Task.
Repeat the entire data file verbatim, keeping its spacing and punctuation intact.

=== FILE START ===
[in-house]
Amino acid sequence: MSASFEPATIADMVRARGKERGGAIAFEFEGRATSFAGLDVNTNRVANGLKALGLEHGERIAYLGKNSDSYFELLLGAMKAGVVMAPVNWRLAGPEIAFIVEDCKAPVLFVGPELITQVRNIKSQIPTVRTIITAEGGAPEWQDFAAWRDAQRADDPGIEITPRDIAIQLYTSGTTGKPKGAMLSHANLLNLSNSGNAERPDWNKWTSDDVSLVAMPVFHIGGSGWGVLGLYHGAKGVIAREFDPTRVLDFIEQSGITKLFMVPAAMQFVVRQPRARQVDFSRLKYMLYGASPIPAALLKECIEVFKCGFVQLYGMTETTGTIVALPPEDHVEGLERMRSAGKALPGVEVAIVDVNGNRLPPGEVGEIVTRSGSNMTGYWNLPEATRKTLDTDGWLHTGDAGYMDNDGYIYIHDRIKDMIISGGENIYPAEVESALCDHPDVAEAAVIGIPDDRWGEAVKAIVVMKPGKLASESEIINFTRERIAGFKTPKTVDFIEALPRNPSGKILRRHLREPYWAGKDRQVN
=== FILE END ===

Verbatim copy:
[in-house]
Amino acid sequence: MSASFEPATIADMVRARGKERGGAIAFEFEGRATSFAGLDVNTNRVANGLKALGLEHGERIAYLGKNSDSYFELLLGAMKAGVVMAPVNWRLAGPEIAFIVEDCKAPVLFVGPELITQVRNIKSQIPTVRTIITAEGGAPEWQDFAAWRDAQRADDPGIEITPRDIAIQLYTSGTTGKPKGAMLSHANLLNLSNSGNAERPDWNKWTSDDVSLVAMPVFHIGGSGWGVLGLYHGAKGVIAREFDPTRVLDFIEQSGITKLFMVPAAMQFVVRQPRARQVDFSRLKYMLYGASPIPAALLKECIEVFKCGFVQLYGMTETTGTIVALPPEDHVEGLERMRSAGKALPGVEVAIVDVNGNRLPPGEVGEIVTRSGSNMTGYWNLPEATRKTLDTDGWLHTGDAGYMDNDGYIYIHDRIKDMIISGGENIYPAEVESALCDHPDVAEAAVIGIPDDRWGEAVKAIVVMKPGKLASESEIINFTRERIAGFKTPKTVDFIEALPRNPSGKILRRHLREPYWAGKDRQVN